Second Life 1999 / 2017 – The Story – Bento in images and videos

Journey’s end for Second Life 1999 /2017 – The Story is a shady park alongside of the cheeky “look” at Sansar. However, this isn’t the end of the installation. A teleport station will take you on to a look at the History of Burning Life, (or Burn 2 as we now know it).  This can also be toured by rail car – just follow the path to the right as you exit the main landing area and before you enter “1999”.

I am an unabashed fan of Second Life’s history (and I’m flattered to have played a very small and indirect role in this exhibit), so cannot recommend this installation highly enough anyone wishing to gain a rounded understanding on Second Life, Linden Lab and Burning Life / Burn 2. It really is a pleasure to visit, marvellously informative without ever drowning you in a flood of information, and rich in gentle touches and delightful flicks of humour. I also couldn’t help be notice the layout of the exhibit seems to include a fair amount of space for future expansion as well 🙂 .

Second Life 1999 / 2017 – The Story – the central Burn 2 exhibition

Second Life 199 / 2017 – The Story is an absolute delight, and as noted, will remain open through until the end of June 2017. Be sure not to miss it!

SLurl Details

Video by Sniper Siemens

Second Life Maintenance RC: Avatar Rendering updates and more

On Thursday, March 23rd, 2017, Linden Lab issued a new Maintenance release candidate viewer – 5.0.4.324882 – featuring a number of bug fixes and improvements.The viewer was actually a replacement for an earlier Maintenance RC, version 5.0.4.324646, which was withdrawn after it was noted it lacked some of the expected improved functionality.

In particular, this RC viewer brings some additional options for managing Avatar Complexity (aka Jelly Dolls), gives us a new option for checking the Grid Status page and offers a number of other nice nips-and-tucks to the viewer, as well as resolving a series of bugs.

As is my usual approach the following is not intended as an in-depth review of the RC, but is intended to highlight the core changes.

Avatar Complexity Rendering Updates

The re-named avatar complexity rendering options in their new sub-menu

There are several improvements to avatar complexity, which are outlined below.

The Options for how you render an avatar have been updated to Default (i.e. in accordance with your avatar complexity threshold setting); Always (i.e. always render the selected avatar) or Never (i.e. permanently render them as a grey imposter). These options have also been moved to a sub-menu on the right-click Avatar context menu (shown on the right).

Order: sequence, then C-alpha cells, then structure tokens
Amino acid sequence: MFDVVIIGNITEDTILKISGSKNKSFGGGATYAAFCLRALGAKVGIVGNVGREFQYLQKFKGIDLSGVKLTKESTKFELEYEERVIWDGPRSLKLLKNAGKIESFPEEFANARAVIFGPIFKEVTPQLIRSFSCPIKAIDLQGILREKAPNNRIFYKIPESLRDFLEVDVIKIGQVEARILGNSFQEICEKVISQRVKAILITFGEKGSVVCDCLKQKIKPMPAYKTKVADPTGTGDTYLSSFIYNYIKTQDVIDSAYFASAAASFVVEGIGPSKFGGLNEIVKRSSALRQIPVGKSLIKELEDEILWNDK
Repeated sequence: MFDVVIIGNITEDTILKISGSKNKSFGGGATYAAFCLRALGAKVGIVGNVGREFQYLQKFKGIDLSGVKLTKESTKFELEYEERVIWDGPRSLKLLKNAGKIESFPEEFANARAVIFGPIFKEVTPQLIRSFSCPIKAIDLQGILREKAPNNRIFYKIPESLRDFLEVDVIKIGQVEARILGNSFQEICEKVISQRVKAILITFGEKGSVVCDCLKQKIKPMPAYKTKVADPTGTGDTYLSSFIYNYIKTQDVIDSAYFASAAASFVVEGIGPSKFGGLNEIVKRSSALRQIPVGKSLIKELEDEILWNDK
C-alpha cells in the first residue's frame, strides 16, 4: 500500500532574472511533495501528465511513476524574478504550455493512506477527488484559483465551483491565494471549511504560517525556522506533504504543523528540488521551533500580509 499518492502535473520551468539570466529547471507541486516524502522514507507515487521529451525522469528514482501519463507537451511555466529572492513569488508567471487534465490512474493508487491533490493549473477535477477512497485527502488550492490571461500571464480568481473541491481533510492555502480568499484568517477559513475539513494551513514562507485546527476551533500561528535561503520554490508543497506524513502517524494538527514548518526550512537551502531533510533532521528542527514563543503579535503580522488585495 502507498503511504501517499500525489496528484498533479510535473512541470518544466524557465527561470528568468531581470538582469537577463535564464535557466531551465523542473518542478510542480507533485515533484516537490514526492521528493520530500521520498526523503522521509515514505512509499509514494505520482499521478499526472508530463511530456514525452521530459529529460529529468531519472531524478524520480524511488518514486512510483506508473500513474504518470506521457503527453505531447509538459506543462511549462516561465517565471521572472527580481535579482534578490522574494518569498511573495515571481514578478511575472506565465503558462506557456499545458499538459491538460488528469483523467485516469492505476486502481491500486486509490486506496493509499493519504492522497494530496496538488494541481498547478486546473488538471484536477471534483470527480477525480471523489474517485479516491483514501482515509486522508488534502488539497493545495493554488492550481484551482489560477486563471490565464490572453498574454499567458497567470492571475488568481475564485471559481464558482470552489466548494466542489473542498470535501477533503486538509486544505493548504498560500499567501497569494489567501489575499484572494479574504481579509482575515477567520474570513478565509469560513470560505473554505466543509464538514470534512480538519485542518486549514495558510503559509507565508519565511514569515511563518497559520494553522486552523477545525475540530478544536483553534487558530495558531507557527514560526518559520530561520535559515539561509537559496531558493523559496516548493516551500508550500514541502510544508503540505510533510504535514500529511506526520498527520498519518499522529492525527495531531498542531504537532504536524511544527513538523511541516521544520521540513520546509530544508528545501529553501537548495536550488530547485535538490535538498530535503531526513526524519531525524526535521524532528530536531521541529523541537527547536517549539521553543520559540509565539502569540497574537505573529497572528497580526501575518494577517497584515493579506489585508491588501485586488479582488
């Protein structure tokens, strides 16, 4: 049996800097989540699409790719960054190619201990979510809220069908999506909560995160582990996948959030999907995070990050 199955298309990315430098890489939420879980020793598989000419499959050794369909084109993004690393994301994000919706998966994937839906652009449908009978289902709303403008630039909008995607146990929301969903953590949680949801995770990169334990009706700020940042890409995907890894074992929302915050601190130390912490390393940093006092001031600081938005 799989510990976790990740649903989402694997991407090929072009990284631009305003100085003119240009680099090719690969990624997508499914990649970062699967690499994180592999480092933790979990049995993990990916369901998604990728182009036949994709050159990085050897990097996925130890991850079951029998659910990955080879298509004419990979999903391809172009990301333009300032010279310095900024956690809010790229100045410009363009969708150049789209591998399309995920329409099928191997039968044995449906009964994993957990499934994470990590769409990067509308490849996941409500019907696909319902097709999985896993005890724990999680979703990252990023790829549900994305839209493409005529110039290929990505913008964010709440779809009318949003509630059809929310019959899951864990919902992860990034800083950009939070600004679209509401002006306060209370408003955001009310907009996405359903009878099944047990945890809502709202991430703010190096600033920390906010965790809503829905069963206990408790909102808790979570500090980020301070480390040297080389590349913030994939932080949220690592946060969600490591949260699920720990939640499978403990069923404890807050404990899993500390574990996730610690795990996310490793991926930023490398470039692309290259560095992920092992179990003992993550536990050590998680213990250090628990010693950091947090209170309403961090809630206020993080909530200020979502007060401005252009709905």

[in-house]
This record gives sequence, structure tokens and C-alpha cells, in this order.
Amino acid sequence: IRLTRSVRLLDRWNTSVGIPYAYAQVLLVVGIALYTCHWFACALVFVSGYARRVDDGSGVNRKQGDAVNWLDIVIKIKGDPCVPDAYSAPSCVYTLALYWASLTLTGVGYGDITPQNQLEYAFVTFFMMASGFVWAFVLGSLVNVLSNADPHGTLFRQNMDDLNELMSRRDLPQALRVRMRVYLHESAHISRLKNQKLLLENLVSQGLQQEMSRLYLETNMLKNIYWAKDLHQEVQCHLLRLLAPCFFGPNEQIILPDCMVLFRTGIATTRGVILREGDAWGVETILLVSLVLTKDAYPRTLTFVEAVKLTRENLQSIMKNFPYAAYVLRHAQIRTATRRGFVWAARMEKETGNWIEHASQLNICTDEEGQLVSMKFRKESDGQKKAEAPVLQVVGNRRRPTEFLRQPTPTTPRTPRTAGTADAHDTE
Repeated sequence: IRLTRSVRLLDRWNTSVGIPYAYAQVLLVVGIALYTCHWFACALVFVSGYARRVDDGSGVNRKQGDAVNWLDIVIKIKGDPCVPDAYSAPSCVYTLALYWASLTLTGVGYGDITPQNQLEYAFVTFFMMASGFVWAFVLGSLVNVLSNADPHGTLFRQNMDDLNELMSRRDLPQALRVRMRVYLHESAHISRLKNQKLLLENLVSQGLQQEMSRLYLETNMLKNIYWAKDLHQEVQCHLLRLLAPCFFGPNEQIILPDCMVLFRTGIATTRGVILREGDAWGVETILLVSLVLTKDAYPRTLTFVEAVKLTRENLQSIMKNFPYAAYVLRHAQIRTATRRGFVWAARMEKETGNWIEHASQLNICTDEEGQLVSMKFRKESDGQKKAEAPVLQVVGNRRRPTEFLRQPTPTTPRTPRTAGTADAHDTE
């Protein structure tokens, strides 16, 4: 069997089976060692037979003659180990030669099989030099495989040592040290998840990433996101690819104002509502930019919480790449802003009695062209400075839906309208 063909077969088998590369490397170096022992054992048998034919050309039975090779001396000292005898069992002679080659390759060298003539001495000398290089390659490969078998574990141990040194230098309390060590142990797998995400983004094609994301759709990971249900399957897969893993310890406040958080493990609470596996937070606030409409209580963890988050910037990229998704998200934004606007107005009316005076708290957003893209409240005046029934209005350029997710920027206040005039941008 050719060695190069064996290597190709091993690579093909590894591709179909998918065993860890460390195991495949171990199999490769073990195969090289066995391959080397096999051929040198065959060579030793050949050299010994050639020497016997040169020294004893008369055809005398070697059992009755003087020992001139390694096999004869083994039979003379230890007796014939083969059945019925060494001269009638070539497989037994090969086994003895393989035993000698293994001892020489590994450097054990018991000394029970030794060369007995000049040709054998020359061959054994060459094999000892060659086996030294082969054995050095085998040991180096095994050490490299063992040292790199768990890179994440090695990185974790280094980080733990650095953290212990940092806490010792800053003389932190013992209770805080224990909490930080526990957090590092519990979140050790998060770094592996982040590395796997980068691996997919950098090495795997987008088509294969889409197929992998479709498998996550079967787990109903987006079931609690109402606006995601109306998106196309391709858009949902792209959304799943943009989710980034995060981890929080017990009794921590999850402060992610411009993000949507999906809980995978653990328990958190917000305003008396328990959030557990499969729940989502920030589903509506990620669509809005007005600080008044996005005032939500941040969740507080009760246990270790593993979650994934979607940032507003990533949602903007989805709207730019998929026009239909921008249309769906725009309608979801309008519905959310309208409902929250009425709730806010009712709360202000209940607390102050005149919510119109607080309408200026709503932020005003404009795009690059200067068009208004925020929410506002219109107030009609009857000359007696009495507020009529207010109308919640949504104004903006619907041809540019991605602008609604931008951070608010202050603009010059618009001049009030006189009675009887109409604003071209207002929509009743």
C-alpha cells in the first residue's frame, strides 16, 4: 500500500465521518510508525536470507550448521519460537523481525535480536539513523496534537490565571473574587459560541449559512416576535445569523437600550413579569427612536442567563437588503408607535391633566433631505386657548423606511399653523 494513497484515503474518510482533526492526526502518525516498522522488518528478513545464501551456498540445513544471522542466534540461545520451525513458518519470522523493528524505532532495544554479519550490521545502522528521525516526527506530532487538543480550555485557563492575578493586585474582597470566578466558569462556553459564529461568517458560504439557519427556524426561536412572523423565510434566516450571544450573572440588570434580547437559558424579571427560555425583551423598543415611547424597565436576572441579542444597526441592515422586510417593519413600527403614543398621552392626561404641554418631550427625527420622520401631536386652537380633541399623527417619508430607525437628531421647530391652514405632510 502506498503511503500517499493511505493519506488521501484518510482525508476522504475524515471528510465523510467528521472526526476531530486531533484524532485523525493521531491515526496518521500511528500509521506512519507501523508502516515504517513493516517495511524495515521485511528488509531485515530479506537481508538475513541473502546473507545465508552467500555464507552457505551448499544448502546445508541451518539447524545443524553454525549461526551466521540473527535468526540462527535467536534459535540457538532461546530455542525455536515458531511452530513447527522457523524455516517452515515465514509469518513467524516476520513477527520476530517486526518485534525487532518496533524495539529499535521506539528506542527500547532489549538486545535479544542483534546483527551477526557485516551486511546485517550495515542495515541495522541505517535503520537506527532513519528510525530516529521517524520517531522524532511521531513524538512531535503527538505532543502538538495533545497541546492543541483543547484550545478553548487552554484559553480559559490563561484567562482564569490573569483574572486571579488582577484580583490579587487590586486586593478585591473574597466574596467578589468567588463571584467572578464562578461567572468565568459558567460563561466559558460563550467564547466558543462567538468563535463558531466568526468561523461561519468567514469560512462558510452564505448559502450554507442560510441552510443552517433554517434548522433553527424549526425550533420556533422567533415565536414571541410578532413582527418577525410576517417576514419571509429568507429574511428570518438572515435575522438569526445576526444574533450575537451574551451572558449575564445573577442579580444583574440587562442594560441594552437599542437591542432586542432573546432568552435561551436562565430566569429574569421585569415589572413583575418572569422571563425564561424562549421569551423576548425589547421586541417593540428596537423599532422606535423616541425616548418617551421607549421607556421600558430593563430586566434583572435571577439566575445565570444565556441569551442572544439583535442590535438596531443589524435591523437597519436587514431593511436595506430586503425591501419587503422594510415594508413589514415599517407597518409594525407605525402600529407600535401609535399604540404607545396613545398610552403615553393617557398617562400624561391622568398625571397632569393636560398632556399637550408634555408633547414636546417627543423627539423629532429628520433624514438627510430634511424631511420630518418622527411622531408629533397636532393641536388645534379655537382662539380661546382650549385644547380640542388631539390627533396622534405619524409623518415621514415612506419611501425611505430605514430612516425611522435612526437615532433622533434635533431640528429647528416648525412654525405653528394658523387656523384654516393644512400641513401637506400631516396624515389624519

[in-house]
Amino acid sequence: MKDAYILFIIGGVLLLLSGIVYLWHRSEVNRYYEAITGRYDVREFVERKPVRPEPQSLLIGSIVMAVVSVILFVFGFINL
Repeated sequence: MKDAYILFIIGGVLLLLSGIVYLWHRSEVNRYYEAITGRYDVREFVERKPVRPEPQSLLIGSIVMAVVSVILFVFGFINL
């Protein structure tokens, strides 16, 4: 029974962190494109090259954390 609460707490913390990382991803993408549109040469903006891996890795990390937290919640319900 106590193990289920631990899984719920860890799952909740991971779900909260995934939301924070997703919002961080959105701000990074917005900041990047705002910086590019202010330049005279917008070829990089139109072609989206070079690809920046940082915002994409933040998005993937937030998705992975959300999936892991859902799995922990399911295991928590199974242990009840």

Also, and following Firestorm’s lead, whatever setting you select for an avatar will now persist across all log-ins for the viewer, until either reset or your settings are cleared by a clean install or similar.

Finally, the viewer gets two new options for Avatar Complexity, located on the Preferences > Graphics tab. The first is a check box, Always Render Friends, which is pretty much self-explanatory: when checked your friends will always fully render, regardless of your Avatar Complexity threshold.

Graphics > Preferences: the new Avatar Complexity options

The second is an Exceptions button, which adds a further level of complexity control for how other avatars – including your Friends – are rendered in your view.

Using Avatar Rendering Exceptions

Clicking the Exceptions button opens a new floater, Avatar Render Settings, shown below left. This comprises a people filter for the list of names recorded on the floater (which is obviously blank when first opened), together with a + (add) button.

The Avatar Complexity Exceptions floaters

Clicking + will display a pop-up with two options:

  • Always Render A Resident
  • Never Render a Resident

Clicking on either of these will open the Choose Resident floater, shown above right. You can then use the Search, or Friends or Near Me tabs to select an avatar or avatars, adding them to the list on the floater. Clicking OK will add them to the Avatar Render Settings panel. The avatars will also be rendered in accordance with whichever option you used to launch the selection process (Always render or Never render).